- Facilitate the adoption of high performance practices
- Pursue high value-added and innovative product and service strategies
- Develop new approaches to employee relations and career development, and
- Integrate on-the-job skills development with mutually reinforcing policies and strategies in relation to business investment, the adoption of new technology, changes to product markets, work organisation, job design and wage structures.
(IPART, 2006, pp 44 - 53)
A Workforce Development Model
A workforce development model needs to take all the elements of workforce development into account. The strength of the following model (Figure 1) is that it is a broad model which:
- Integrates the three key domains of workforce development:
- Human resource management
- Workforce capability development
- Workforce planning
- Clarifies the relationship of professional development to capability development and workforce development
- Positions the Institute Workforce Development Plan as a key strategic document - all 3 areas must feed into the Plan
- Aligns with a framework for excellence
- Guides the development of a Workforce Development Plan.
The aim of workforce planning is to identify both short term and long term workforce supply and demand issues and needs. It involves workforce data analysis, profiling the current workforce, forecasting future needs, planning and evaluation – as the basis for making staffing decisions in relation to the organisation's vision, goals, resources and desired workforce capabilities.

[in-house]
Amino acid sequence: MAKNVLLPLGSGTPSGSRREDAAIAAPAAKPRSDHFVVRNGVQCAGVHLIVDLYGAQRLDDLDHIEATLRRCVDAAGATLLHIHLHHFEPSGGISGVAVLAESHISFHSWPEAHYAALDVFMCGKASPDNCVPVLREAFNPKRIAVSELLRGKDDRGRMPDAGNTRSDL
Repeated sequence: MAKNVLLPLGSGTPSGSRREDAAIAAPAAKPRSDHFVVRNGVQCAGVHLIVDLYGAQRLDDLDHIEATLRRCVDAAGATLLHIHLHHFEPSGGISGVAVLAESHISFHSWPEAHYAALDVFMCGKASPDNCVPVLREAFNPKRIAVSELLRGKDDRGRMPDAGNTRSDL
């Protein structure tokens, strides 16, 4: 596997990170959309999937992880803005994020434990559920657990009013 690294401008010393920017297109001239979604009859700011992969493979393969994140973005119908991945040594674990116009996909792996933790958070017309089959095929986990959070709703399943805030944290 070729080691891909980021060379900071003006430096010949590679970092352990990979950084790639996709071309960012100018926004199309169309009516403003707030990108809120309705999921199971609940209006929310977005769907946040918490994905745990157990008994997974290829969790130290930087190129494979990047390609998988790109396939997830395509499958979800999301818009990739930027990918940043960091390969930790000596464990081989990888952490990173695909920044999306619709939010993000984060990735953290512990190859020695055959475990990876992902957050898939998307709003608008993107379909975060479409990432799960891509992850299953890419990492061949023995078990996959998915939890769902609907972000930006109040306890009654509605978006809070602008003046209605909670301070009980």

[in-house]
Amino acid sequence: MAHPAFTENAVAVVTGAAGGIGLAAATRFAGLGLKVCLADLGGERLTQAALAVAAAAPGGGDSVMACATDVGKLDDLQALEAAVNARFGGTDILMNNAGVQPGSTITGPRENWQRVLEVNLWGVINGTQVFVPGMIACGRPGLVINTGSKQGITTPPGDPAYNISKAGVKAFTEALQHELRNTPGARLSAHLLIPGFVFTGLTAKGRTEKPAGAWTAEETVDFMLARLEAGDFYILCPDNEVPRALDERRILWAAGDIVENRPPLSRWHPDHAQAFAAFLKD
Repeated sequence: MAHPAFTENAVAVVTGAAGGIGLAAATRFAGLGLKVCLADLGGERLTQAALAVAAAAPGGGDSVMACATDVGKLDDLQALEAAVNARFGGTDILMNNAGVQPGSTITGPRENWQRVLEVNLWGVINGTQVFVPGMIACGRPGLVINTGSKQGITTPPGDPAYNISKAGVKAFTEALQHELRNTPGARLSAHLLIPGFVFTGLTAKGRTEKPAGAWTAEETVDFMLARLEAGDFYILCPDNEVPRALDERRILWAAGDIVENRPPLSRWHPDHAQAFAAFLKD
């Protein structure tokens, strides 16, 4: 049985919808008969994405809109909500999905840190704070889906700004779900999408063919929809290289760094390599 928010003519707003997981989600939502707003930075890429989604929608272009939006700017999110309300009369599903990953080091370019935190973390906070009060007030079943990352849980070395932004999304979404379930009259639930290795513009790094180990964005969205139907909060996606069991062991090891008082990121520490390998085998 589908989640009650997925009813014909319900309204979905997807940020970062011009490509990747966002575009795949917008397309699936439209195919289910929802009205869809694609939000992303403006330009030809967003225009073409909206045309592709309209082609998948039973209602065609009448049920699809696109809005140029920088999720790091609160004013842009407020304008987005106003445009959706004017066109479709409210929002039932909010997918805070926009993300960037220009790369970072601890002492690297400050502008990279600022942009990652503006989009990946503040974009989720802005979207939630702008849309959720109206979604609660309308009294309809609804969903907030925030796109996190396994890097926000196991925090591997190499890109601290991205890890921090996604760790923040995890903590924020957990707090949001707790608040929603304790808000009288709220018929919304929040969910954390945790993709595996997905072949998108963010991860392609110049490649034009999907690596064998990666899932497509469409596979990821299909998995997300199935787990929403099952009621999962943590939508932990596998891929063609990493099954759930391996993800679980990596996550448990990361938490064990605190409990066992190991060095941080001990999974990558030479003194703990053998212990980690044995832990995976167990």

An effective workforce planning process is constantly updated to meet an ever changing environment (Strategic People Planning: An overview of workforce planning, 2000). It should be integrated into the organisation’s strategic plan.
Human resource management
Human resource management is a strategic and coherent approach to the management of people in order to enhance organisational performance. It includes job design, attraction and recruitment, performance appraisal, career planning, retention and transition of staff.
Workforce capability development
Workforce capability development refers to the development of whole-of-organisation systems, processes, values, initiatives and enablers that support individuals/teams in taking responsibility for their own learning and sharing their knowledge and practice in complex and dynamic work environments.
Workforce development plan
The policies, strategies and activities within workforce planning, human resource management and capability development inform the development of an integrated sustainable workforce plan. The workforce plan addresses the needs of the workforce and outlines the key activities, accountabilities and resources required to meet the strategic goals of the organisation.
For advice and feedback from Wendy Perry, David Kemp, Jan McIndoe, Janet Hewson, Robby Weatherley and members of TAFE NSW Reference Group for Workforce Capability Development
Capability Development and Education for Sustainability | eZine May 2008, Patrick Longfield